At first glance, it might appear that there is no empirical evidence to evaluate a claim of insufficiency, since even in the US and the UK, there was never a period when state welfare was completely absent or abolished. However, the US in the late nineteenth century provides us with something very close to a natural experiment for testing the claim that private charity would be insufficient absent state welfare, because from the mid-1870s until around the turn of the century, unconditional aid to able-bodied needy people—“outdoor relief,” as it was called—was either abolished or curtailed drastically in large, and some medium-sized, cities. Since organized charities kept fairly detailed records of their activities, we can see whether the claim that private charity alone would be insufficient is historically accurate. It does not appear to be. In almost all of the relevant cities, private giving rose to the occasion, and the amount contributed was roughly comparable to the amount given by outdoor relief.
Of course, that individuals seem to have risen to the occasion a century ago does not prove that this would occur today. However, there is a more general argument that explains why the results of the late-nineteenth century United States should not be too surprising. Government welfare tends to crowd out private giving; so when government welfare is (nearly) abolished, we should expect crowding in, that is, people react to the absence of government welfare by increasing their donations. And that’s what appears to have happened.
A natural response to this argument is that we cannot rely on crowding in. Even if it is plausible that the abolition of state welfare would increase donations, the increase may not be sufficient in today’s circumstances. True, it may not be. The question, though, is this: if history does not support a claim of insufficiency, and if the crowding-out that occurs because of state welfare suggests that some crowding-in will occur when such welfare is absent, why think that private charity will be insufficient? Now we are at the point where we can look at the argument Matt cited for the insufficiency claim, which is from chapter 9 of Milton Friedman’s Capitalism and Freedom: “[W]e might all of us be prepared to contribute to the relief of poverty, provided everyone else did. We might not contribute the same amount without such assurance.”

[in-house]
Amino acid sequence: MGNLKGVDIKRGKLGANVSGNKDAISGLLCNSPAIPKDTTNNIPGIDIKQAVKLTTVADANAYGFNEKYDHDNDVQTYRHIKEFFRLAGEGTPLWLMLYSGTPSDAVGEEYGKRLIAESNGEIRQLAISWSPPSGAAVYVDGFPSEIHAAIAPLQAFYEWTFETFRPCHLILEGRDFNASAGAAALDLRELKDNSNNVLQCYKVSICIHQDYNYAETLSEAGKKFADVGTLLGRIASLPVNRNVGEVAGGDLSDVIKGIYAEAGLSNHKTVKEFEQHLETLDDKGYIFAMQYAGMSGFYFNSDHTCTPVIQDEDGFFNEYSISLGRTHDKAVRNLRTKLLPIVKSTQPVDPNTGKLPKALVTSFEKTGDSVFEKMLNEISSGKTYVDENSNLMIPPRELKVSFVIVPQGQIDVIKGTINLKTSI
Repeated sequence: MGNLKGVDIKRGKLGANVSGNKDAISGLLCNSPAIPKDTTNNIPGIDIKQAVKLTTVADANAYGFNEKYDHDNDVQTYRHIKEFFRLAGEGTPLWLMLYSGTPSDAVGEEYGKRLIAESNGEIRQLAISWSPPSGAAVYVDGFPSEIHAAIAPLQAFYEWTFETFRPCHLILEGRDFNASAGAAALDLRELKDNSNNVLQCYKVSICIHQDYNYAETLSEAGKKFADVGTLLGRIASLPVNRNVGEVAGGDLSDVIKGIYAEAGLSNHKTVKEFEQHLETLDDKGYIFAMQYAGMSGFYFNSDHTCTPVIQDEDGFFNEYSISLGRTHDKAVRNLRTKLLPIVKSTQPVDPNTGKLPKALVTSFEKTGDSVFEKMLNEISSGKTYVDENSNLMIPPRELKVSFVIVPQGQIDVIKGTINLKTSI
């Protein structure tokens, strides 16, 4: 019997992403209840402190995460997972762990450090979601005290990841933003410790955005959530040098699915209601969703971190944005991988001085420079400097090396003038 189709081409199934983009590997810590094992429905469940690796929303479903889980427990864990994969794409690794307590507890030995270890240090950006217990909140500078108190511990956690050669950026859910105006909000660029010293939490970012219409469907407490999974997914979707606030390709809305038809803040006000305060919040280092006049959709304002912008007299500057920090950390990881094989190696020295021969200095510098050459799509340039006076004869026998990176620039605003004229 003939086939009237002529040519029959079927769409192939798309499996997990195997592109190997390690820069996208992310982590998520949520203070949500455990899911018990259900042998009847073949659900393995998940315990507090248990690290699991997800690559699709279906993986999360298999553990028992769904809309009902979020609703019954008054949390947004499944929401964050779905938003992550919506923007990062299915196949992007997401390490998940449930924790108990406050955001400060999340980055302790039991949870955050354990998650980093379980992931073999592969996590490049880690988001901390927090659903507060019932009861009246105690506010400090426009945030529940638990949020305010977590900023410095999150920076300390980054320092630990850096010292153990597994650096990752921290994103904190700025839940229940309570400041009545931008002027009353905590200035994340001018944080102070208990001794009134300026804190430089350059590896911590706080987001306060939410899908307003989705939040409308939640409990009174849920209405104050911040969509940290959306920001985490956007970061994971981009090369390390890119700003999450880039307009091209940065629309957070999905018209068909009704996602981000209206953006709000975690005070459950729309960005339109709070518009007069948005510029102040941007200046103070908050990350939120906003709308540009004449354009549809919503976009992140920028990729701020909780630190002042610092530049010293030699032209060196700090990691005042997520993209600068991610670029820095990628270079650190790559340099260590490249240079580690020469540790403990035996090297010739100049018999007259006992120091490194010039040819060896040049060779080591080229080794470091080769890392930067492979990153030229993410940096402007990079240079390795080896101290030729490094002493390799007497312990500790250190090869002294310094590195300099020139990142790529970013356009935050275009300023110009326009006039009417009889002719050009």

3. Public good arguments
David Friedman, in his reply to Matt, describes the argument of his father as follows: “charity faces a public good problem.” Strictly speaking, his father does not say that in the passage Matt quotes: what Milton Friedman argues is that contributing to charity (relief of poverty) faces an assurance problem. To show the existence of a public goods problem one has to show, first, that there is a genuine public good, and second, that voluntary provision of this good means it will be underfunded. The usual way of showing the latter is to argue that because of free rider and assurance problems, not contributing to the funding of these goods is a dominant strategy.